judgment burden with respect to this reason.
Concerning the contents of an application for insurance, Ala. Code § 27-147(a) provides:
All statements and descriptions in any application for an insurance
policy or annuity contract, or in negotiations therefor, by, or in behalf of,
the insured or annuitant shall be deemed to be representations and not
warranties. Misrepresentations, omissions, concealment of facts and
incorrect statements shall not prevent a recovery under the policy or
contract unless either:
(2) Material either to the acceptance of the risk or to the
hazard assumed by the insurer; or
(3) The insurer in good faith would either not have issued
the policy or contract, or would not have issued a policy or
contract at the premium rate as applied for, or would not
have issued a policy or contract in as large an amount or
would not have provided coverage with respect to the
hazard resulting in the loss if the true facts had been made
known to the insurer as required either by the application
for the policy or contract or otherwise.
Id. (emphasis added); see also In re HealthSouth Corp., 308 F. Supp. 2d 1253,
1269-70 (N.D. Ala. 2004) (recognizing that an insurer can rescind a policy under
Alabama law if an insured’s misrepresentation meets § 27-14-7(a)(1), (2), or (3)).
Thus, Alabama law does not require proof of an insured’s intent to deceive when
answering a question erroneously on an application for insurance to void a policy;
instead, “even if innocently made, an incorrect statement that is material to the risk
assumed by the insurer or that would have caused the insurer in good faith not to
issue the policy in the manner that it did provides a basis for the insurer to avoid the
policy.” Alfa Life Ins. Corp. v. Lewis, 910 So. 2d 757, 762 (Ala. 2005).
The materiality of a misrepresented fact on an application for insurance is
customarily a question for a jury to resolve. Mega Life and Health Ins. Co. v.
Pieniozek, 585 F.3d 1399, 1404 (11th Cir. 2009). Nonetheless, as Liberty points out,
Alabama law recognizes some exceptions to the general rule that materiality of a fact
reported on an application is typically triable issue. See, e.g., Integon Nat. Ins. Co. v.
MT & R Enterprises, Inc., No. 4:10-CV-02021-HGD, 2012 WL 6043504, at *4 (N.D.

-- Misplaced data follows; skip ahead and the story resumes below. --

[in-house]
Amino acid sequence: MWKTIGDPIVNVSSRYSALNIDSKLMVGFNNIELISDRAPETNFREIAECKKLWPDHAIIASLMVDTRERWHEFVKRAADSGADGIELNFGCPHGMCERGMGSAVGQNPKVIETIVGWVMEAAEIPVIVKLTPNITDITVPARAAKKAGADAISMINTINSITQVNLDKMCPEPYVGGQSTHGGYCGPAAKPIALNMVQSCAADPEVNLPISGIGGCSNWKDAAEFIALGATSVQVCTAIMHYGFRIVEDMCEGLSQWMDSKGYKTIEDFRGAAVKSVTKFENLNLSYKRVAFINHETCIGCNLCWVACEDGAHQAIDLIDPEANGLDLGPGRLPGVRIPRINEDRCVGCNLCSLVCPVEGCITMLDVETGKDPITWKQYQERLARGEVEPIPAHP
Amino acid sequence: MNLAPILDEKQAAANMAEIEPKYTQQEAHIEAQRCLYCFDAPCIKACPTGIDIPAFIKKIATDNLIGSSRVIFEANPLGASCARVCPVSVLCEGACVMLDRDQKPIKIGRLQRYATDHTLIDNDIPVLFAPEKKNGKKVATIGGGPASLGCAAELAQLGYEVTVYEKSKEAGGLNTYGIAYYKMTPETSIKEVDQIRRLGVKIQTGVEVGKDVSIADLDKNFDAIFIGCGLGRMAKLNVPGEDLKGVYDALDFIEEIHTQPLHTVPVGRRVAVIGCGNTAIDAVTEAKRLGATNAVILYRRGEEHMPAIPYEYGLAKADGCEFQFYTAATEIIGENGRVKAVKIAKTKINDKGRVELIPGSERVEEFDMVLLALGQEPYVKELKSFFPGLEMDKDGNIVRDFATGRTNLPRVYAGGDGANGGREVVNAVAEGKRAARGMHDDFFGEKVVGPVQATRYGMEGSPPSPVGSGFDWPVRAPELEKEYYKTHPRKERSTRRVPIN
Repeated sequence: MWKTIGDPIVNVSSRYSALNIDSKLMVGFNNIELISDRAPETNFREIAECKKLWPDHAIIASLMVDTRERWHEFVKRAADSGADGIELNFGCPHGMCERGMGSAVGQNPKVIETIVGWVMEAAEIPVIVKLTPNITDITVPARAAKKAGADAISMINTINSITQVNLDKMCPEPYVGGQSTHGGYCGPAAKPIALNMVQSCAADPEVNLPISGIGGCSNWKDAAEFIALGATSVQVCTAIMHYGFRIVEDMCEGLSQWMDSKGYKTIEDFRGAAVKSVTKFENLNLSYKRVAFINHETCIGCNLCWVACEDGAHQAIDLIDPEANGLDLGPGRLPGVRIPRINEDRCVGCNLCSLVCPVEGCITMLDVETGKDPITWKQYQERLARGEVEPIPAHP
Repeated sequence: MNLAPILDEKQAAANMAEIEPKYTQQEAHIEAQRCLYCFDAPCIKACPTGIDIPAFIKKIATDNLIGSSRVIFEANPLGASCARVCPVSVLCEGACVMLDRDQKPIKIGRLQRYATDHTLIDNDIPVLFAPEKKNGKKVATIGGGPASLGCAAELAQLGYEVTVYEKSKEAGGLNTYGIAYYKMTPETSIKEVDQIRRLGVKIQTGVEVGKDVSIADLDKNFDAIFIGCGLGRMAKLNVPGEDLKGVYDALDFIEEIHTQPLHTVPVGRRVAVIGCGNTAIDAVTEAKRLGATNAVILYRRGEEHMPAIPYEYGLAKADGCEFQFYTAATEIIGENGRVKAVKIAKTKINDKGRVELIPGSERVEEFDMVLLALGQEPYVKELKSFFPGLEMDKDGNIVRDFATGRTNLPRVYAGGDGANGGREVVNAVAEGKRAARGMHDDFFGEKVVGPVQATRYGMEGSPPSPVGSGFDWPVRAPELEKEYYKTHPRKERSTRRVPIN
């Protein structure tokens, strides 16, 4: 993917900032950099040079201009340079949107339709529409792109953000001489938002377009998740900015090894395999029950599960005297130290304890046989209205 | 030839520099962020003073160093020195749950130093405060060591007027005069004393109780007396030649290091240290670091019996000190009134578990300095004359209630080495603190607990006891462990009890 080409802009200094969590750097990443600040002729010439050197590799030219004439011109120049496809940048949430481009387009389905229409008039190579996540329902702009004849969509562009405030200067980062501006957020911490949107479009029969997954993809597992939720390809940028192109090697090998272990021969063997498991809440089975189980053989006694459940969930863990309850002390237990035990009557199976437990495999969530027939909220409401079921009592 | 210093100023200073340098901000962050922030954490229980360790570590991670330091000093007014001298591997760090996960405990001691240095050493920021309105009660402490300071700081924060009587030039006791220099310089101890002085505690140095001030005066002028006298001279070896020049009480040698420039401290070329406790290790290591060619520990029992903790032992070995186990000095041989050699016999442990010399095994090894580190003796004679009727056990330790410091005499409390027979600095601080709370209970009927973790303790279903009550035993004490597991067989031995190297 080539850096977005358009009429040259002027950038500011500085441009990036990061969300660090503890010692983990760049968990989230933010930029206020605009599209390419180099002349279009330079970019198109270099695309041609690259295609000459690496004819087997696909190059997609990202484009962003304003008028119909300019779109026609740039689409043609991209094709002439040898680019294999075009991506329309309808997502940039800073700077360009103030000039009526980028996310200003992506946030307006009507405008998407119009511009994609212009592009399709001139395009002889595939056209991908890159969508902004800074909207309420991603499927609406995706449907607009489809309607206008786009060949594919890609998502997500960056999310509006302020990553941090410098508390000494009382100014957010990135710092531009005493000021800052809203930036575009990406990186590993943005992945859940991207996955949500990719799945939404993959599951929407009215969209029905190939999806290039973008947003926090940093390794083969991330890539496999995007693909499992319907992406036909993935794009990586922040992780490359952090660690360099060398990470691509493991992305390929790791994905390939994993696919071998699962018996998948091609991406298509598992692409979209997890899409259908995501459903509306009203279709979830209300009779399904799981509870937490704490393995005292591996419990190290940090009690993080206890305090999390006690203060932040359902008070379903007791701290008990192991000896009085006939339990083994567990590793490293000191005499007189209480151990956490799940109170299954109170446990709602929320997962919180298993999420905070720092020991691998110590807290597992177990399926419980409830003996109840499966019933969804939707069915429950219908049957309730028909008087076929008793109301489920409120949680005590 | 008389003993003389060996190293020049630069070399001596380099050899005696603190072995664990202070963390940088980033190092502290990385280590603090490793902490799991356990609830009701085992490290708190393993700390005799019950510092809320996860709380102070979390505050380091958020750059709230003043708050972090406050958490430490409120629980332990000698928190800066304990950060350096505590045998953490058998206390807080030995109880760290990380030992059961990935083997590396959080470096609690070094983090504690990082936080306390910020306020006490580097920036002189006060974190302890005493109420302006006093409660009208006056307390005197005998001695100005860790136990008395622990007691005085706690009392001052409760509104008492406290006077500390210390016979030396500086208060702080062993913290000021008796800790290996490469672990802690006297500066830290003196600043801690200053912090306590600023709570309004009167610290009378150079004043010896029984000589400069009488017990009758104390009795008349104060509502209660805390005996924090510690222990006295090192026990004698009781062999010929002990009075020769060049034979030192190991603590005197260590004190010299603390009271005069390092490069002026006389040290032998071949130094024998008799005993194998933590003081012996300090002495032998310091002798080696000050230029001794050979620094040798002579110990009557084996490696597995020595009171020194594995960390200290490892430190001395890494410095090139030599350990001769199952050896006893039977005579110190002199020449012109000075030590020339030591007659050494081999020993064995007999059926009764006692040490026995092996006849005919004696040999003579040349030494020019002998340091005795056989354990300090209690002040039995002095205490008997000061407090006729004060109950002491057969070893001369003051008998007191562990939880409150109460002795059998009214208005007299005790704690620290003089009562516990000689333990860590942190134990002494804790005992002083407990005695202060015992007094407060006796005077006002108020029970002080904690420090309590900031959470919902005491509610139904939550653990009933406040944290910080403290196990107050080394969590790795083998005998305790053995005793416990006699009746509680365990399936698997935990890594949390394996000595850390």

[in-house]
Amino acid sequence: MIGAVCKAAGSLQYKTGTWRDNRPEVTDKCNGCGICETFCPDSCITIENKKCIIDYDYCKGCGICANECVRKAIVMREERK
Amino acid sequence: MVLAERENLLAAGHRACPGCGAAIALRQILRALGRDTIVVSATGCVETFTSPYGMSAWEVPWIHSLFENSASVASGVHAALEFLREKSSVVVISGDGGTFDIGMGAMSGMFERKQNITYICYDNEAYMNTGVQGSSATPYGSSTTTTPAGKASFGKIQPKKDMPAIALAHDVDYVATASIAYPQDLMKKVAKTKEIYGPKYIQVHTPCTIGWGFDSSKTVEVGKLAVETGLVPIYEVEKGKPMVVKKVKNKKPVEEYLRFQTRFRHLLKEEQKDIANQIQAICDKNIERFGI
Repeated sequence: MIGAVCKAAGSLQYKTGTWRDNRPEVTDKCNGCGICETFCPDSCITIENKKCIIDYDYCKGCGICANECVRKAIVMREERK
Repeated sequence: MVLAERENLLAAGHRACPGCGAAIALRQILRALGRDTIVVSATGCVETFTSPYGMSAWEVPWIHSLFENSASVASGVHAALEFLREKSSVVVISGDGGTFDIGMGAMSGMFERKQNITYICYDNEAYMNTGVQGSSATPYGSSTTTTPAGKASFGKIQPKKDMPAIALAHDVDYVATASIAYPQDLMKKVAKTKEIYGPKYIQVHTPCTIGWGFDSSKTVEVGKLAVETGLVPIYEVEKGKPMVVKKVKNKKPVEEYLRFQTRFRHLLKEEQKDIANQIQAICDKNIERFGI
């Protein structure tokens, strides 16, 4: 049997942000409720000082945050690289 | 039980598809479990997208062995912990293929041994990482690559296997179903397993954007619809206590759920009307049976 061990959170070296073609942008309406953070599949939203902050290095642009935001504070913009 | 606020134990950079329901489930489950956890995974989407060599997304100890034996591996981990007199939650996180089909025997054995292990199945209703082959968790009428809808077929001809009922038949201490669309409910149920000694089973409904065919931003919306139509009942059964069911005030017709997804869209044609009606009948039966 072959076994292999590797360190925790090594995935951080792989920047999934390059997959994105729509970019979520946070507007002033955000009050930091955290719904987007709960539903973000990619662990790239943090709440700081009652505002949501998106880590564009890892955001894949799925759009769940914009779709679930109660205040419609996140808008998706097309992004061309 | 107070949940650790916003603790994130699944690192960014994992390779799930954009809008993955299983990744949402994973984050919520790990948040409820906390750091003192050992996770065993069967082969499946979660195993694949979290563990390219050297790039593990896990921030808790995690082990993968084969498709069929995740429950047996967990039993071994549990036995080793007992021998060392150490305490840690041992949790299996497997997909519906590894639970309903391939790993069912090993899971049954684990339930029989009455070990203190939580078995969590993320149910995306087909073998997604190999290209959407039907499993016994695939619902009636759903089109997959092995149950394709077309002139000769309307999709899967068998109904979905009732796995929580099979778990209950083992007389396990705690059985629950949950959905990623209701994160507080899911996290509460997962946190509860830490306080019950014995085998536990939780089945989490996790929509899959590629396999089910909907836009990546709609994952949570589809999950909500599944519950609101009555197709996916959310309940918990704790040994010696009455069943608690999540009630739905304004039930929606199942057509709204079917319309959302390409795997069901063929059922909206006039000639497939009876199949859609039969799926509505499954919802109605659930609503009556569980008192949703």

Ala. Nov. 8, 2012) (analyzing § 27-14-7 and citing series of Alabama cases holding
that certain misrepresentations can be material as a matter of law).
One such exception is when a misrepresentation is made about an insured’s
ownership interest. More specifically, in Camden Fire Ins. Ass’n v. Landrum, 229
Ala. 300, 156 So. 832 (1934), the Supreme Court of Alabama held that the insured’s
failure to disclose an adverse occupant possessing the property “was material, and,
as [a] matter of law, increased the risk of loss under the law of fire insurance.” Id.,
229 at 302, 156 So. at 833. Similarly, in Gunn v. Palatine Ins. Co., 217 Ala. 89, 114
So. 690 (1927), the Supreme Court of Alabama recognized that “the ownership of a
mere life estate in the insured will not be sufficient to meet these provisions of the
policy” and “that, as a matter of law, the ownership of only a life estate, in view of
the warranties as to ownership herein set out, was such as to increase the risk of loss
. . . .” Id., 217 Ala. at 92, 114 So. at 692.
In this case, the undisputed facts and the underlying evidence supporting those
facts, including the Property and Lease records, affirmatively establish that Club
Exclusive misrepresented its ownership interest in the Property when submitting its
Application for the Policy by incorrectly indicating that it was the “owner” of the
Property. (Doc. 6-9 at 3). To the contrary, Ms. White owned the Property and Club
Exclusive was, instead, a tenant which leased the Property from her.